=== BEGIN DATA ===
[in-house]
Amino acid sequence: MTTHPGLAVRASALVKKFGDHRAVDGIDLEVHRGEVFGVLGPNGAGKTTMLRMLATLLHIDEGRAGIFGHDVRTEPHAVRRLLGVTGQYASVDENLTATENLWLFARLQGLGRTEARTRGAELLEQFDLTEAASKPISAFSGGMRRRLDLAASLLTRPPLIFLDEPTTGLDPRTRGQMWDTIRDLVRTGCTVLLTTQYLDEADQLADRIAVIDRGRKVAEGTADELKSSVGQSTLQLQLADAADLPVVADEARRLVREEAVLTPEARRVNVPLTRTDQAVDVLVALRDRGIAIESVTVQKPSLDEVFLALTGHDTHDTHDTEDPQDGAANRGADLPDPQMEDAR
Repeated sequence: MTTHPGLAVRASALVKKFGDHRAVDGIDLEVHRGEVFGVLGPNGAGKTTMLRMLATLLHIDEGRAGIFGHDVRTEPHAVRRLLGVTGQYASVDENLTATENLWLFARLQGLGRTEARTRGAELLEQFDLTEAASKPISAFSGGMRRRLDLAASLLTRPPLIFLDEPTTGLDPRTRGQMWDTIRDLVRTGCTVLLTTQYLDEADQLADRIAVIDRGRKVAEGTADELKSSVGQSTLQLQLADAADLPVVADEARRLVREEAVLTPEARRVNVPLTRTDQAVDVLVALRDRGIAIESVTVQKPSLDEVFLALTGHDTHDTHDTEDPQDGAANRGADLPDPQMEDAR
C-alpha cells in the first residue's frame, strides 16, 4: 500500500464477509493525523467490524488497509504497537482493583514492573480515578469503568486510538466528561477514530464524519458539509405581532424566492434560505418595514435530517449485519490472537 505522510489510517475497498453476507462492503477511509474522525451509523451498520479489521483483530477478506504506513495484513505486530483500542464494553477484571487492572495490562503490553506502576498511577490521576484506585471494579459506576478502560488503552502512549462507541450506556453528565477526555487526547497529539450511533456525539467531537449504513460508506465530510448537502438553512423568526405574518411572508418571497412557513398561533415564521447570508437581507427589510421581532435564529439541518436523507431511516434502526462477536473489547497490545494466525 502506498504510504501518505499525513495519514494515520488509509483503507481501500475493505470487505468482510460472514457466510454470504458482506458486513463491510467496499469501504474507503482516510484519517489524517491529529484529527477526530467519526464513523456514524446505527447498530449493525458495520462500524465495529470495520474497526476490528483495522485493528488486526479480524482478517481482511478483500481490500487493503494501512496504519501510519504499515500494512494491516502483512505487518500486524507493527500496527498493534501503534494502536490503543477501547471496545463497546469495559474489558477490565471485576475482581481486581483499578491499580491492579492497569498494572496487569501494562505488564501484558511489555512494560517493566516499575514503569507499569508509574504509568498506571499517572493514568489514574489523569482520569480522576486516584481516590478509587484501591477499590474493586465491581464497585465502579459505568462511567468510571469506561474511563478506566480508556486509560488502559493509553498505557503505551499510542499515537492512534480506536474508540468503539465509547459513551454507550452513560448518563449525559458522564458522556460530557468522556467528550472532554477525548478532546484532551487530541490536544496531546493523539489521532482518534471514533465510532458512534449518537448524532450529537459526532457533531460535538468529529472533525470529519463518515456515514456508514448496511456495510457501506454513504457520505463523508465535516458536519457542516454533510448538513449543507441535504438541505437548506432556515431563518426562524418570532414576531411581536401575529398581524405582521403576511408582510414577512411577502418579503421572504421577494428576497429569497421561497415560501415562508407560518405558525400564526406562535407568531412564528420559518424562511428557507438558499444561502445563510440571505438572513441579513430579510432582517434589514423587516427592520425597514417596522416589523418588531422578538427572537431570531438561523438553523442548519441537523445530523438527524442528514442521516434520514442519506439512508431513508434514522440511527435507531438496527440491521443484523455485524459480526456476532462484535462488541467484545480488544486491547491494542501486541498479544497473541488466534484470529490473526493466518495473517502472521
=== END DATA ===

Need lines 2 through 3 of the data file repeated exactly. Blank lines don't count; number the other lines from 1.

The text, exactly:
Amino acid sequence: MTTHPGLAVRASALVKKFGDHRAVDGIDLEVHRGEVFGVLGPNGAGKTTMLRMLATLLHIDEGRAGIFGHDVRTEPHAVRRLLGVTGQYASVDENLTATENLWLFARLQGLGRTEARTRGAELLEQFDLTEAASKPISAFSGGMRRRLDLAASLLTRPPLIFLDEPTTGLDPRTRGQMWDTIRDLVRTGCTVLLTTQYLDEADQLADRIAVIDRGRKVAEGTADELKSSVGQSTLQLQLADAADLPVVADEARRLVREEAVLTPEARRVNVPLTRTDQAVDVLVALRDRGIAIESVTVQKPSLDEVFLALTGHDTHDTHDTEDPQDGAANRGADLPDPQMEDAR
Repeated sequence: MTTHPGLAVRASALVKKFGDHRAVDGIDLEVHRGEVFGVLGPNGAGKTTMLRMLATLLHIDEGRAGIFGHDVRTEPHAVRRLLGVTGQYASVDENLTATENLWLFARLQGLGRTEARTRGAELLEQFDLTEAASKPISAFSGGMRRRLDLAASLLTRPPLIFLDEPTTGLDPRTRGQMWDTIRDLVRTGCTVLLTTQYLDEADQLADRIAVIDRGRKVAEGTADELKSSVGQSTLQLQLADAADLPVVADEARRLVREEAVLTPEARRVNVPLTRTDQAVDVLVALRDRGIAIESVTVQKPSLDEVFLALTGHDTHDTHDTEDPQDGAANRGADLPDPQMEDAR